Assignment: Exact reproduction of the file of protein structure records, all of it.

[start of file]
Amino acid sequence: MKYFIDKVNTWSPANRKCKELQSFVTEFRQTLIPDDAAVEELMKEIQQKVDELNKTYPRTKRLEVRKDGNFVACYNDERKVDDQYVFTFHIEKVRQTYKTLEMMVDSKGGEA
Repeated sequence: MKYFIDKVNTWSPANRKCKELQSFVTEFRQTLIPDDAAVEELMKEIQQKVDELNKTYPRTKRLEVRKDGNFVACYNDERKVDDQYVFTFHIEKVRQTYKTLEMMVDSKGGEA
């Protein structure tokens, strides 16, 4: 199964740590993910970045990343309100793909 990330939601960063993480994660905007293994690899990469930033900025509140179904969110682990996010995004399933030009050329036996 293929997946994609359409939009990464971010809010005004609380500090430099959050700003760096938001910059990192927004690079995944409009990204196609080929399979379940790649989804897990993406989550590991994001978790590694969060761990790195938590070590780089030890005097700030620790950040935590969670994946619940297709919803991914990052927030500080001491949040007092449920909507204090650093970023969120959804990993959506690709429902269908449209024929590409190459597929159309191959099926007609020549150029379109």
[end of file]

Amino acid sequence: MKYFIDKVNTWSPANRKCKELQSFVTEFRQTLIPDDAAVEELMKEIQQKVDELNKTYPRTKRLEVRKDGNFVACYNDERKVDDQYVFTFHIEKVRQTYKTLEMMVDSKGGEA
Repeated sequence: MKYFIDKVNTWSPANRKCKELQSFVTEFRQTLIPDDAAVEELMKEIQQKVDELNKTYPRTKRLEVRKDGNFVACYNDERKVDDQYVFTFHIEKVRQTYKTLEMMVDSKGGEA
């Protein structure tokens, strides 16, 4: 199964740590993910970045990343309100793909 990330939601960063993480994660905007293994690899990469930033900025509140179904969110682990996010995004399933030009050329036996 293929997946994609359409939009990464971010809010005004609380500090430099959050700003760096938001910059990192927004690079995944409009990204196609080929399979379940790649989804897990993406989550590991994001978790590694969060761990790195938590070590780089030890005097700030620790950040935590969670994946619940297709919803991914990052927030500080001491949040007092449920909507204090650093970023969120959804990993959506690709429902269908449209024929590409190459597929159309191959099926007609020549150029379109």